Health Minister Dr Joe Phaahla has again urged all South Africans over the age of 18 to get vaccinated against COVID-19… as the country is expected to enter a fourth wave of the virus in November.
In an update to the nation on the vaccination rollout, Dr Phaahla said:
“We have opened [vaccinations] for everybody above 18 years old. We urge everybody to please come forward so that we can all be protected. We know that it is almost accepted that somewhere towards the end of the year, we will have the fourth wave and we want to make sure that all South Africans are protected against that by taking the vaccination.”
As of yesterday, 12 711 more COVID-19 cases were reported, with an increase of at least 357 more COVID-19 related deaths.
In the last 24 hour period, at least 265 484 more COVID-19 vaccines were administered, inching ever closer to the target of 300,000 per day.
Improvement in male uptake of vaccines
The minister said despite early indications of vaccine hesitancy, the male population has now begun to take up inoculation.
“As of yesterday, the female vaccinated population was 58.5% and the male was at 41.5%. So there’s an improvement on the male uptake, which we really encourage.
“The last seven days have shown that as a country, we do have the capacity to administer vaccines and we do have the necessary supplies.”
At least 1.5 million doses of either the Johnson & Johnson and Pfizer vaccines were administered over the past week.
A total of 8.8 million South Africans have received at least one vaccination, with 5 450 000 fully vaccinated.
Third wave lingering
Phaahla raised concern that the third wave of the virus is taking longer to subside than the first two, which could be harmful to health services with the fourth wave looming:
“The third wave is dragging for longer. Sometimes it looks like there will be a steep downwards [trend] and then it rises again. In the absence of new variants, what this means is that many of us are not observing the prescribed precautions.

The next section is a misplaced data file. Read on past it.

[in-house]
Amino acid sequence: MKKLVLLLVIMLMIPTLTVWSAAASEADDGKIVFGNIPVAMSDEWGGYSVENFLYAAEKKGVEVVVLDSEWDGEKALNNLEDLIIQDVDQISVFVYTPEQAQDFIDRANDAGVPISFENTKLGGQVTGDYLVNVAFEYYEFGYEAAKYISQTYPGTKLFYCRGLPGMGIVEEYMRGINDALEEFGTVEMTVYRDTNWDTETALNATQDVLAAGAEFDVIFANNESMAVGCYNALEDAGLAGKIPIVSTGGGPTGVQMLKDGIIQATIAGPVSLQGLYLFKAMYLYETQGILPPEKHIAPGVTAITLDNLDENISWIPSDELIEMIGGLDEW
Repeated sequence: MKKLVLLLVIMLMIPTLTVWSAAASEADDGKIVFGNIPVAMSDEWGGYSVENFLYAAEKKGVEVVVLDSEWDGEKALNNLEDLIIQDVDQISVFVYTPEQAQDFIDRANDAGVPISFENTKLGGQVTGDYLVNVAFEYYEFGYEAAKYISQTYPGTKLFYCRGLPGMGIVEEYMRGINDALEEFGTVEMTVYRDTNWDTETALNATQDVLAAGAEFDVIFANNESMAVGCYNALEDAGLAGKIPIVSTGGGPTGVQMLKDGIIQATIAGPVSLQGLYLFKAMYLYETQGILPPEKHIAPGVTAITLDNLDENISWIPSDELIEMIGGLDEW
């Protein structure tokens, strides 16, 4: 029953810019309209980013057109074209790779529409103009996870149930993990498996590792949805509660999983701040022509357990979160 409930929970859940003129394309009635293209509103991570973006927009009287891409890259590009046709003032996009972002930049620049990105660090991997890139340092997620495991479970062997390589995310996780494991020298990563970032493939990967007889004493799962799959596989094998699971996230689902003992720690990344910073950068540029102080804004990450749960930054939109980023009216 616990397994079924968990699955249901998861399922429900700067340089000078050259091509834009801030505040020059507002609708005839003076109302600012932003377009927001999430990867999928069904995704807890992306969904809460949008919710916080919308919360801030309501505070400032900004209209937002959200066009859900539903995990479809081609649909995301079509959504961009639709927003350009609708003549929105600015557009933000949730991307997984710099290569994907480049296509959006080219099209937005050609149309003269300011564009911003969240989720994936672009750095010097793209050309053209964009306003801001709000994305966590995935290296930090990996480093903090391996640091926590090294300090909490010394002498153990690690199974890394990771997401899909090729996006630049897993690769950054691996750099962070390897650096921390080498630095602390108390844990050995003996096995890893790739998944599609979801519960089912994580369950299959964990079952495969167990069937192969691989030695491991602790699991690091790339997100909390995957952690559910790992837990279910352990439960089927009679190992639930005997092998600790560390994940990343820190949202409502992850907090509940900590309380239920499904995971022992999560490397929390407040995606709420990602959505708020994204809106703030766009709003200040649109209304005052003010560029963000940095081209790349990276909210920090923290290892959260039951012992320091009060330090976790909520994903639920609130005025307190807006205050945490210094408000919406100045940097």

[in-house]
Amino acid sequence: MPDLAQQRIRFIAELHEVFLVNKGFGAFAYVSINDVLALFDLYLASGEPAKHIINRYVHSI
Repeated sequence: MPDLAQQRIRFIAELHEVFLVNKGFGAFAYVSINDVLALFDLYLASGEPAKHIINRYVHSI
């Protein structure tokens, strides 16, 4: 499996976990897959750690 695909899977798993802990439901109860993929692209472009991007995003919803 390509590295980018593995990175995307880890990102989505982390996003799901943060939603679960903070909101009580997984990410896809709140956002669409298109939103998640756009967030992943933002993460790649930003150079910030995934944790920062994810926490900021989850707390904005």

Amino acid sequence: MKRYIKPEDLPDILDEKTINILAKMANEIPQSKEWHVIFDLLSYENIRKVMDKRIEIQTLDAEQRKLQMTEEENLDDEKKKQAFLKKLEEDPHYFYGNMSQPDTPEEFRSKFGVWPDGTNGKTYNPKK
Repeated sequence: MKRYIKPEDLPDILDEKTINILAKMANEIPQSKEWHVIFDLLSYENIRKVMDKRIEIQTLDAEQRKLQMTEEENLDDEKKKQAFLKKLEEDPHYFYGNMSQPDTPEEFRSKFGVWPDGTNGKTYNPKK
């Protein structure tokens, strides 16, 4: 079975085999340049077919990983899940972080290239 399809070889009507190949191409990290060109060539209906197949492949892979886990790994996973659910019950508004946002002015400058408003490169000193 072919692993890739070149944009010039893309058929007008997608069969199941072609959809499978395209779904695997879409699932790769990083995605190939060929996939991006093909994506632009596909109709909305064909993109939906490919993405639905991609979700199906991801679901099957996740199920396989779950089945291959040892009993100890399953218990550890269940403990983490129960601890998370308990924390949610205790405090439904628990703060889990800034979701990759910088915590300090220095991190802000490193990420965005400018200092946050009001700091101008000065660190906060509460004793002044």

“The risk of this is that by the time the fourth wave comes – which is predicted to come around sometime in November, possibly driven by a new variant – it may find us still at the tail end of the third wave, which will mean that our health facilities and our health workers would not have had much rest. This is something that is worrying and we urge all South Africans to observe the known protocols.”
Herd immunity and fewer mutations through vaccination
The Minister said the virus may still be a factor in the near future and the best solution is to achieve herd immunity through vaccination.
“It’s going to take some time and there’s going to be a number of waves but what we are told and what seems to be the route to go is that the more we cover in vaccinations, the fewer mutations and if there are fewer mutations and less viral loads of this COVID-19, then there will be fewer waves coming.”
Vaccines: The Ethical Dilemma
Globally, the move towards shifting the burden of the pandemic onto the unvaccinated is growing. In France, for instance, a lockdown is being averted with the use of a ‘Health Pass’ by which entrance to restaurants and cinemas etc. is restricted to those who’ve been vaccinated or have a negative PCR test, or have an antibody test that shows they had Covid in recent months. The attitude is that those who’ve been vaccinated should no longer be suffering Lockdowns and restaurant closures because of those who won’t.
But, Carte Blanche asks this weekend, are we looking at a future wherein the unvaccinated will be marginalised? And how do we balance the freedom of individuals with the rights of society at large? France has tried to overcome this by not restricting the Health Pass to only the vaccinated. Citizens (or visitors to France) can take a PCR test which lasts 72 hours; and those who have natural immunity – because of having been infected – are also able to show their proof. However, there have still been weekly protests.
As Carte Blanche says, when the pandemic hit, the world cried out for a vaccine. Within a year, medical experts produced a variety of COVID-19 vaccines which have shifted the outlook for COVID-19’s stranglehold on the globe – but only if a critical percentage choose to get jabbed. Are mandatory vaccinations the answer to get the world back to a pre-COVID norm, or do individuals who choose not to be vaccinated have a legal right to opt out?